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Planners Favor Tough Rules for Building on Hills


GLENDALE — The Planning Commission has recommended adoption of a stringent new hillside development ordinance, but deferred a decision on the most controversial issue--allowable density--to the City Council.

The council on Tuesday will begin hearings on the issue, which has been debated for two decades among homeowners, developers, business leaders and city planners.

A new policy, expected to be adopted by April, could dramatically curtail the amount and type of building permitted in the remaining undeveloped hillsides.

Design guidelines would limit the size and shape of cuts into slopes in order to preserve as much as possible of the natural appearance of the hills, which "help to visually define the character of Glendale," according to a 155-page draft ordinance.

After 10 months of study, four public hearings and six hours of debate that dragged into the early-morning hours Wednesday, the commission, in a series of votes, recommended adoption of a proposed ordinance and changes in the city's General Plan. But the panel was unable to agree on new density regulations.

Just how severely development will be curtailed will be determined by the council after more hearings. The first, on Tuesday, will begin at 6 p.m. in the City Hall council chamber, 613 E. Broadway.


Depending on the steepness of slopes, the current General Plan permits one to three units per acre in areas designated as very-low-density residential/open space. New rules proposed by a city-appointed ad hoc committee recommend that as few as one unit per five acres be permitted in such zones. Subdivisions with clustered housing are encouraged to preserve open space, but even then, density could be limited to only 1.5 units per acre.

Developers have argued that the proposed rules are too stringent and would make any development in the hillsides impossible.

Representatives of homeowners, however, have said the proposed rules may not go far enough to protect the natural resources in the hills.

In an alternative first proposed before the Planning Commission last week, Bill Reed, a chemist and mathematician with Jet Propulsion Laboratory, introduced a complex, compromise density formula that generally would allow about one housing unit per acre in steep hillside areas.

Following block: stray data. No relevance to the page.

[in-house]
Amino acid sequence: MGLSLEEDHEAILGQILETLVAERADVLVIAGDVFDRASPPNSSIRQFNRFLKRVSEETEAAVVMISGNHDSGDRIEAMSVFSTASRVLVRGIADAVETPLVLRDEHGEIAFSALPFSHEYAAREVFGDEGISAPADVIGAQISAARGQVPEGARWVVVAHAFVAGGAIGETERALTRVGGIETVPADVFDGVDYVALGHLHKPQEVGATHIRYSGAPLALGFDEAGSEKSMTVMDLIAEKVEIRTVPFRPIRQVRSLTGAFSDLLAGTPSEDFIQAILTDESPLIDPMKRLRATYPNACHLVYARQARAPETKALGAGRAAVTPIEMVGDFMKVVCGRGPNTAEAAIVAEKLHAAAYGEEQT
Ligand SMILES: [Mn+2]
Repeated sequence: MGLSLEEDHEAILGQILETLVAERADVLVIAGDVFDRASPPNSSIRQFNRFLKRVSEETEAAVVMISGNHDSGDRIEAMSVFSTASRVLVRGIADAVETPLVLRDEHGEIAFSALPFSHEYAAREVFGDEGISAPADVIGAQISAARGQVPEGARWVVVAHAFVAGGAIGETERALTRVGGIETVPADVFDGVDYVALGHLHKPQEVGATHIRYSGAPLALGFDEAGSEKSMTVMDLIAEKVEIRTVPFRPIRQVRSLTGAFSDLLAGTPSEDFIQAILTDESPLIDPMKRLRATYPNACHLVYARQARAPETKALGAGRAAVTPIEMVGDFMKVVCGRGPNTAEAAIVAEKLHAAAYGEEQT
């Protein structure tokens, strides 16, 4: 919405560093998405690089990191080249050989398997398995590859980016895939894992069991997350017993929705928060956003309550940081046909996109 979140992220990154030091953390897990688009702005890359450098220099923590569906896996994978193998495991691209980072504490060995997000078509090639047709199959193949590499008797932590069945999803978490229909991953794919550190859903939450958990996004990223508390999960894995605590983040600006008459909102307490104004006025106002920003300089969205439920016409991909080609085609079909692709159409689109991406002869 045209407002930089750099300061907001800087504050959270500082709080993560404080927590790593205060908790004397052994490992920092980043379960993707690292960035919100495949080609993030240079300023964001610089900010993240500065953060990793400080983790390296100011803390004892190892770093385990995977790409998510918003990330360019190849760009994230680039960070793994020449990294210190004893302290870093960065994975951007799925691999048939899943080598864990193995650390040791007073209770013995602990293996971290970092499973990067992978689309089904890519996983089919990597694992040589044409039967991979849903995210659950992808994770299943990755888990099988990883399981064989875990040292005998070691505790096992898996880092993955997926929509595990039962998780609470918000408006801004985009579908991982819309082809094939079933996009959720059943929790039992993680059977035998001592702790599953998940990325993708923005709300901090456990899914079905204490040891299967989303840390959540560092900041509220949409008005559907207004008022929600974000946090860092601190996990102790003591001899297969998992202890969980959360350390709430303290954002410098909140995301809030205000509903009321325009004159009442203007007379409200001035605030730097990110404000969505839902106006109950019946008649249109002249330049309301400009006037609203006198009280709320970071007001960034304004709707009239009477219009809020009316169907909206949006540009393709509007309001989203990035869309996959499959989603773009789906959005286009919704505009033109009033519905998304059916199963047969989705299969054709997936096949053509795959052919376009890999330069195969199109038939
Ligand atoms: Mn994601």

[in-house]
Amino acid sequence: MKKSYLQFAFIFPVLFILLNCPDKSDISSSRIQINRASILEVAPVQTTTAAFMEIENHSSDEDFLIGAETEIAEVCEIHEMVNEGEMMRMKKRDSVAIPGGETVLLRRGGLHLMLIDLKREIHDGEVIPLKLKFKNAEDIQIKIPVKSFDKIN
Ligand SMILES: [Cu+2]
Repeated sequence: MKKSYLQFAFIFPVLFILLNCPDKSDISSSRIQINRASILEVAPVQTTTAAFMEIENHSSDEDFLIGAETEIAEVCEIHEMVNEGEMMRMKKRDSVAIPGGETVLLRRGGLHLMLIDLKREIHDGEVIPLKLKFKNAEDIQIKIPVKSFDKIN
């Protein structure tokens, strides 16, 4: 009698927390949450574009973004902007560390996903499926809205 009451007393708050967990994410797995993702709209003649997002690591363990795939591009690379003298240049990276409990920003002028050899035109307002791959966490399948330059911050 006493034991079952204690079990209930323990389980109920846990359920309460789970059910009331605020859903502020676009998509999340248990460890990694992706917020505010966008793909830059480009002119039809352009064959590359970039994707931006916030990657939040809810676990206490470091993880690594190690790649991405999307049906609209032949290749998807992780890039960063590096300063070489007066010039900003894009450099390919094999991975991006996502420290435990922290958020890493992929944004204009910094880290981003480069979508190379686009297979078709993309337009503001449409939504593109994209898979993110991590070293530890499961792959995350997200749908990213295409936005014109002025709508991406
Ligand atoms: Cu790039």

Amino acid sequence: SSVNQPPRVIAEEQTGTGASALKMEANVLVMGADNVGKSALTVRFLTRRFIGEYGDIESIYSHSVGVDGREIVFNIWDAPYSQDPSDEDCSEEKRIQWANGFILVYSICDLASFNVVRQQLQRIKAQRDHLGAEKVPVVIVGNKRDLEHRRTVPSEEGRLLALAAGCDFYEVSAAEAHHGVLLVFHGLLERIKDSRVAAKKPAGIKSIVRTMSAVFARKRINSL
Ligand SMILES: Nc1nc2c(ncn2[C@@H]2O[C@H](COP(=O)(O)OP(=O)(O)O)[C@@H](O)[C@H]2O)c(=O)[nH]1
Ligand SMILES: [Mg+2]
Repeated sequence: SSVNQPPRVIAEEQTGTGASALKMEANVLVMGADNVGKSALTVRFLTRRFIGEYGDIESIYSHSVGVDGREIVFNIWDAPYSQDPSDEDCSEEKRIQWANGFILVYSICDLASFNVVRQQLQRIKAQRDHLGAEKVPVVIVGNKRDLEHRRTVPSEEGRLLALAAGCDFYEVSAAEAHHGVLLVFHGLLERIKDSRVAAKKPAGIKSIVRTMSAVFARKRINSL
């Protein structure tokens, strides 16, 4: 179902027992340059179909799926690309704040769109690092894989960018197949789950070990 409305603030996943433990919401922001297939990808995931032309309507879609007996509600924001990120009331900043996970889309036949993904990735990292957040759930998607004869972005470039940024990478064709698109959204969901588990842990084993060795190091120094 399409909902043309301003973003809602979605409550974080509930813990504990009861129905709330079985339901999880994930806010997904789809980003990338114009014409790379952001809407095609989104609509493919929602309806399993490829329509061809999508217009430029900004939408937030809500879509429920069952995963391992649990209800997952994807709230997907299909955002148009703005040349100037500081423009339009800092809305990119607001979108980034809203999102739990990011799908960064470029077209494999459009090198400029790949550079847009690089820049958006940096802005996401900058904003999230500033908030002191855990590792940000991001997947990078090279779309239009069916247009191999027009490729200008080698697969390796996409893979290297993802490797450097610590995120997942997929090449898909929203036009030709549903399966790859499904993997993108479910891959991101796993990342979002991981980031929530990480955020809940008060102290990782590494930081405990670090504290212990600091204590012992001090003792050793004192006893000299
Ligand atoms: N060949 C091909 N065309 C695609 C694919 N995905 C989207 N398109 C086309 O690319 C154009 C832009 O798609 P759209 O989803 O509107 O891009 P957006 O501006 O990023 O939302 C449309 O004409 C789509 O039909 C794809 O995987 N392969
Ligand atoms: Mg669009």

In a 3-2 vote, commissioners at this week's meeting rejected the city's stiff density recommendations as too stringent. And the panel did not vote on the most liberal proposal presented by developers and the Chamber of Commerce. Instead, two commissioners urged that the council at least consider Reed's compromise.

Reed, 35, said he developed his own hillside development methodology at the request of the Deer Canyon Oakmont Property Owners Assn., of which he is a director.


Reed said he developed an independent, intermediate formula "to try to preserve development rights while trying as well to preserve the character of the hillsides." The formula would allow developers a slight increase in density allotments if they agree to more sensitive grading of hillsides, such as preserving the natural contour of ridge lines.

Planning Commissioner Jack Hilts said Wednesday that he believes Reed "has come up with a density formula that is very sensitive to the preservation of hillsides and still usable to development."

City Council members said they hope to resolve the density issue and adopt a hillside development ordinance by early April, when three council members will retire: Mayor Carl Raggio, Ginger Bremberg and Dick Jutras.

The ordinance would amend the city's grading, subdivision and zoning rules and change the Open Space and Conservation Element of the city's General Plan. The conservation element, adopted in 1972, and a hillside preservation ordinance, passed in 1981, are considered outdated.

Changes are needed because the population and characteristics of the city are different from 20 years ago, Planning Director John McKenna said. The 30-square-mile city has grown from a largely white, single-family suburban community of 132,000 residents in 1972 to almost 190,000 residents today, half of whom are foreign-born, live in multiple-unit developments, have larger families and a greater need for open space.


The community "has different lifestyles, different needs," McKenna said.

The current zoning ordinance is broad and does not provide specific guidelines for hillside development depending on the steepness of terrain and the habitat, streams, woodlands and other mountainous features, said James Glaser, planning services administrator.

The proposed new ordinance is far more complex and stringent. Lot sizes, for instance, would be increased from a current minimum of 7,500 square feet to 14,500 square feet.

The slope of cuts into hillsides would be less severe and height limitations significantly lowered. Design of houses would have to conform to hillsides, with pads cut at several levels down a slope, rather than one large cut to create a flat pad used to accommodate conventional-design construction, Glaser said.

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